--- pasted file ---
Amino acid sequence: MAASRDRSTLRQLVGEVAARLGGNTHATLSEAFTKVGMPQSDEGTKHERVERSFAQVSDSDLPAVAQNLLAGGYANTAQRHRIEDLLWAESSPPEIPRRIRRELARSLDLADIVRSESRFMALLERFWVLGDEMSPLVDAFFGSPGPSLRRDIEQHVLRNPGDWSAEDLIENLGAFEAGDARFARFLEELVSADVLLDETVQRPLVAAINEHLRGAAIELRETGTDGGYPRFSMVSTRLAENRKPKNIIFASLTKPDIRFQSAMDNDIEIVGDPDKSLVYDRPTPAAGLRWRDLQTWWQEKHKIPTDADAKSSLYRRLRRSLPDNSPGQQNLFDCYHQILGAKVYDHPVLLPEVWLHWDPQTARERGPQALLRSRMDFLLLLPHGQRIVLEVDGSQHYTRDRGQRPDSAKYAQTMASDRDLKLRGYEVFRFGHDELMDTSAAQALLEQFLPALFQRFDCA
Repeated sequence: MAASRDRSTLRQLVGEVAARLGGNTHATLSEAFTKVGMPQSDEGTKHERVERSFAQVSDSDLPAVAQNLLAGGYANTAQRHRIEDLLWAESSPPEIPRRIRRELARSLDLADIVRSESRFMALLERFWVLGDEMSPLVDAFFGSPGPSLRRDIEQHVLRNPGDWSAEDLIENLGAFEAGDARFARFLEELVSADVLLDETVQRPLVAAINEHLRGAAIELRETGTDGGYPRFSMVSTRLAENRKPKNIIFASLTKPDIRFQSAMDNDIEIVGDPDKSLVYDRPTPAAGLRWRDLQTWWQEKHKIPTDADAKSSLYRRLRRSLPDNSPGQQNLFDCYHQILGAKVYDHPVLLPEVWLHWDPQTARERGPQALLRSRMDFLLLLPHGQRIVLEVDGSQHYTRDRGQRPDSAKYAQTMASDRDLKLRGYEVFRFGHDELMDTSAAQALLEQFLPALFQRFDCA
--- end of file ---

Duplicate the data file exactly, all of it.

Amino acid sequence: MAASRDRSTLRQLVGEVAARLGGNTHATLSEAFTKVGMPQSDEGTKHERVERSFAQVSDSDLPAVAQNLLAGGYANTAQRHRIEDLLWAESSPPEIPRRIRRELARSLDLADIVRSESRFMALLERFWVLGDEMSPLVDAFFGSPGPSLRRDIEQHVLRNPGDWSAEDLIENLGAFEAGDARFARFLEELVSADVLLDETVQRPLVAAINEHLRGAAIELRETGTDGGYPRFSMVSTRLAENRKPKNIIFASLTKPDIRFQSAMDNDIEIVGDPDKSLVYDRPTPAAGLRWRDLQTWWQEKHKIPTDADAKSSLYRRLRRSLPDNSPGQQNLFDCYHQILGAKVYDHPVLLPEVWLHWDPQTARERGPQALLRSRMDFLLLLPHGQRIVLEVDGSQHYTRDRGQRPDSAKYAQTMASDRDLKLRGYEVFRFGHDELMDTSAAQALLEQFLPALFQRFDCA
Repeated sequence: MAASRDRSTLRQLVGEVAARLGGNTHATLSEAFTKVGMPQSDEGTKHERVERSFAQVSDSDLPAVAQNLLAGGYANTAQRHRIEDLLWAESSPPEIPRRIRRELARSLDLADIVRSESRFMALLERFWVLGDEMSPLVDAFFGSPGPSLRRDIEQHVLRNPGDWSAEDLIENLGAFEAGDARFARFLEELVSADVLLDETVQRPLVAAINEHLRGAAIELRETGTDGGYPRFSMVSTRLAENRKPKNIIFASLTKPDIRFQSAMDNDIEIVGDPDKSLVYDRPTPAAGLRWRDLQTWWQEKHKIPTDADAKSSLYRRLRRSLPDNSPGQQNLFDCYHQILGAKVYDHPVLLPEVWLHWDPQTARERGPQALLRSRMDFLLLLPHGQRIVLEVDGSQHYTRDRGQRPDSAKYAQTMASDRDLKLRGYEVFRFGHDELMDTSAAQALLEQFLPALFQRFDCA